Winter Walks

lone apple tree

It’s been a cold January. (Except, of course, for the week in the middle of the month when it poured rain. Temperatures climbed to the 40’s. All of the previous month’s snowfall was flushed into the stream.)

When the surrounding landscapes go into the deep freeze, most of our time is spent close to the fire, but we try to get out for a walk every day, even the coldest ones. (So far this year, we’ve had quite a number of days when highs barely reached single digits.)

Our late-afternoon routine includes hauling water, bringing in firewood, emptying the gray water, and the walk to the mailbox (a one-mile round trip). Weekends often include longer hikes, such as the perimeter walk around our land boundary, something that we do at least once each year.

The images in this post include a few of the scenes from our walks in recent weeks.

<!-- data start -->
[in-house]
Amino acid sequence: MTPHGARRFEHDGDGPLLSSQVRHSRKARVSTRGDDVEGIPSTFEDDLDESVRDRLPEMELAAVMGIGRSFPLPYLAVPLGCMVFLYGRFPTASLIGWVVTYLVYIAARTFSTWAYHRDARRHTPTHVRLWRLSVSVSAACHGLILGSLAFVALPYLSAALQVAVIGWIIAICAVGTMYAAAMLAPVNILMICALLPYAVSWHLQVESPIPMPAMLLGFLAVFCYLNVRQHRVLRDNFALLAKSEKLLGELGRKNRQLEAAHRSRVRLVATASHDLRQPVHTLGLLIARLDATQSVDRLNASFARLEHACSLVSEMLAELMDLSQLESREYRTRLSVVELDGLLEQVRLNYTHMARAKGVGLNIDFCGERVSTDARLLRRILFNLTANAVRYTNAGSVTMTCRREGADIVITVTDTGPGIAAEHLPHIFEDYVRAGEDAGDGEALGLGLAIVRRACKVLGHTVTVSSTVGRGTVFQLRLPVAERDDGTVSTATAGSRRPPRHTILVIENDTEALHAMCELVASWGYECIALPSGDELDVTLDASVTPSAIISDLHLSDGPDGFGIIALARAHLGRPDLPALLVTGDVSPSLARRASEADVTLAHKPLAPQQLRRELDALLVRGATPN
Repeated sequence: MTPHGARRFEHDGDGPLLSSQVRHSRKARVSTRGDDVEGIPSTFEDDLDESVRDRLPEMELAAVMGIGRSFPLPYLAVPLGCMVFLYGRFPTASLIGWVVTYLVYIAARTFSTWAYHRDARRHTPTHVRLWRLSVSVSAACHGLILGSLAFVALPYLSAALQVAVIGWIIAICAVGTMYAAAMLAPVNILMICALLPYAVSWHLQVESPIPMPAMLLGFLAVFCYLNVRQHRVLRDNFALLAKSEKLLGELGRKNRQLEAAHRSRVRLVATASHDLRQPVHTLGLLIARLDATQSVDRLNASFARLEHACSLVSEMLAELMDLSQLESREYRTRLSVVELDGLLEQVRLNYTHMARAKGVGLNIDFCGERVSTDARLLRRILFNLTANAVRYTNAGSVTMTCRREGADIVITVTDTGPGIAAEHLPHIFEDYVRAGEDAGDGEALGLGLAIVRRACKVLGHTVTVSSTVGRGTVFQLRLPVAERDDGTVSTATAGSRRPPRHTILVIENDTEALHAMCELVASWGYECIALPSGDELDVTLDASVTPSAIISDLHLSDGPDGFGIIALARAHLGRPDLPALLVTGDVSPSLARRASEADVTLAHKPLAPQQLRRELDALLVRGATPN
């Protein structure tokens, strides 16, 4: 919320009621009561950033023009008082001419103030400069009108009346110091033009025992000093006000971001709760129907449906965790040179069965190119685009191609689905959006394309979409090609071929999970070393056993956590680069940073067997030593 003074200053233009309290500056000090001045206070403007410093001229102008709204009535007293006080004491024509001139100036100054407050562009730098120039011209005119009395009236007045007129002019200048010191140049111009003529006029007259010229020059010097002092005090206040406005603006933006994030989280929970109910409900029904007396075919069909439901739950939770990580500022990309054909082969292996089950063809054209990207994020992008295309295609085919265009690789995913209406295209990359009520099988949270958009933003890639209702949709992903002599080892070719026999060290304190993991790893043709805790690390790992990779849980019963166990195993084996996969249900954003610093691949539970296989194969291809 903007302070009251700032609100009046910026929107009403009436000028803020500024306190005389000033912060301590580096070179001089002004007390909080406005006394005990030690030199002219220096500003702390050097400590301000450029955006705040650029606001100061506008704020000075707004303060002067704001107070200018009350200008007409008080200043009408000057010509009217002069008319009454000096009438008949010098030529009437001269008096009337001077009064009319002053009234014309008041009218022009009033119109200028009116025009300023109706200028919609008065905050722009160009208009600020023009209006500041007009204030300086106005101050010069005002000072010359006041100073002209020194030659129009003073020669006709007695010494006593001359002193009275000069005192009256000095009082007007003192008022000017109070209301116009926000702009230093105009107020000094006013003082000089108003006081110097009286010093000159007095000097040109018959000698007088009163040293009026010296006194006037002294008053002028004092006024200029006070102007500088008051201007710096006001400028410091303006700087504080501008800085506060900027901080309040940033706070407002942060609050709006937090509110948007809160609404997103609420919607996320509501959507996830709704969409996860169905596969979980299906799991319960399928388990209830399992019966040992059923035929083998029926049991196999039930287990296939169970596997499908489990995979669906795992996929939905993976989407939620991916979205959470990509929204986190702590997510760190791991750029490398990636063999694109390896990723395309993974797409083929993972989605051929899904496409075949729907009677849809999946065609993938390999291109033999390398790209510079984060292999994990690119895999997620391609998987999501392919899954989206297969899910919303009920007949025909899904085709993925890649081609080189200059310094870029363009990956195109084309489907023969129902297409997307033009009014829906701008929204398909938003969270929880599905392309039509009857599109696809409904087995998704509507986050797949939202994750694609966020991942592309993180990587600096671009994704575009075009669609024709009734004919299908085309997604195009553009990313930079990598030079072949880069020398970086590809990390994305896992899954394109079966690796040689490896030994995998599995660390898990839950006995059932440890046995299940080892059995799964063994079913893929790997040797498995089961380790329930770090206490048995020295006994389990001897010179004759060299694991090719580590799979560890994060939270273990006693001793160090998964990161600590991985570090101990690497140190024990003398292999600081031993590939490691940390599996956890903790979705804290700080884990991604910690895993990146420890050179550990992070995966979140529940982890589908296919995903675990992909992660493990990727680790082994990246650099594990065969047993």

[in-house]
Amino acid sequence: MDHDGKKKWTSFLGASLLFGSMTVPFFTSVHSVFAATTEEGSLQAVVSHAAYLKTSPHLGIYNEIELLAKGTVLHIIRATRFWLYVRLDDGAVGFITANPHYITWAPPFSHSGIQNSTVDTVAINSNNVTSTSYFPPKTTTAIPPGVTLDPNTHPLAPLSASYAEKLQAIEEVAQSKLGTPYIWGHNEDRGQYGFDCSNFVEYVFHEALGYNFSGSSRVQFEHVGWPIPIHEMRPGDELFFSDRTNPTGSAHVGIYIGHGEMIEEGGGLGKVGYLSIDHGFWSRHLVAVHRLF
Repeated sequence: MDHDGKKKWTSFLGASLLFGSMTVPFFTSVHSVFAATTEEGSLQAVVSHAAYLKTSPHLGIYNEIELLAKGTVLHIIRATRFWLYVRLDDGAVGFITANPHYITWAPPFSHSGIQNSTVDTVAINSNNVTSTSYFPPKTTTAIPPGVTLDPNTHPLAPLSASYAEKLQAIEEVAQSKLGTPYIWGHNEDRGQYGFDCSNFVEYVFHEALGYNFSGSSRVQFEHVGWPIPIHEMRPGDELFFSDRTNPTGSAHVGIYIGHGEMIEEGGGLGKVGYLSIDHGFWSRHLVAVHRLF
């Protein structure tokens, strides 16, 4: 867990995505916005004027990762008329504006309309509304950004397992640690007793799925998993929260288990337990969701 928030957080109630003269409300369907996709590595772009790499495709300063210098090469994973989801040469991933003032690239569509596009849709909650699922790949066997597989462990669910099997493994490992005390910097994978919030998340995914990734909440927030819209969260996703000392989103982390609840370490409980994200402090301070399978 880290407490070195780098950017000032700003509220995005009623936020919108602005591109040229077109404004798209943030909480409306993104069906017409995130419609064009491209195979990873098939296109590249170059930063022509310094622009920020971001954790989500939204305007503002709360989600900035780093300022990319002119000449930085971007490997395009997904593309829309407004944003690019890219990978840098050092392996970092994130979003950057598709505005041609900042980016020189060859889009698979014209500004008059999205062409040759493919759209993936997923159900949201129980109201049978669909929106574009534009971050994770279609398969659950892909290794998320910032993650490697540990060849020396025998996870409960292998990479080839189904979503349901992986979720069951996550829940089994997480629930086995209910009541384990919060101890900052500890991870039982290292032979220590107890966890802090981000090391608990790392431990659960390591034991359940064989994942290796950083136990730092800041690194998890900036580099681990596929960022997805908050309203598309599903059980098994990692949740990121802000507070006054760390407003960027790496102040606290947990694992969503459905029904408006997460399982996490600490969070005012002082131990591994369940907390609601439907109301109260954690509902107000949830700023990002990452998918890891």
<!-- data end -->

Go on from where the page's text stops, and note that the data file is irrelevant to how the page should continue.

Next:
apple mummies

When the winters are cold and food is scarce, these apples (above) provide much needed calories for the deer, and other animals that can get at them.


One of the few snowfalls that we’ve had this winter gave us a foot of very light (cold) snow. For a week or more, it rested gently, like large puffs of cotton, on the vegetation.

tree fungus

During our boundary walk a couple weeks ago, I took a little side trip to find out where our neighbor has been logging recently. Not far from the southern corner of our land, this 1937 Ford pickup truck rested quietly in the forest. The license plate on it displayed the year 1963. Twenty six years of utility. Not bad for the old Ford.

I found myself staring long at the rusting remains, almost wishing that it could talk. I wanted to hear the stories of the life it had seen.

1937 Ford truck

I enjoy a good walk any time of year, but the winter walks are often the ones I remember most.

tree and fence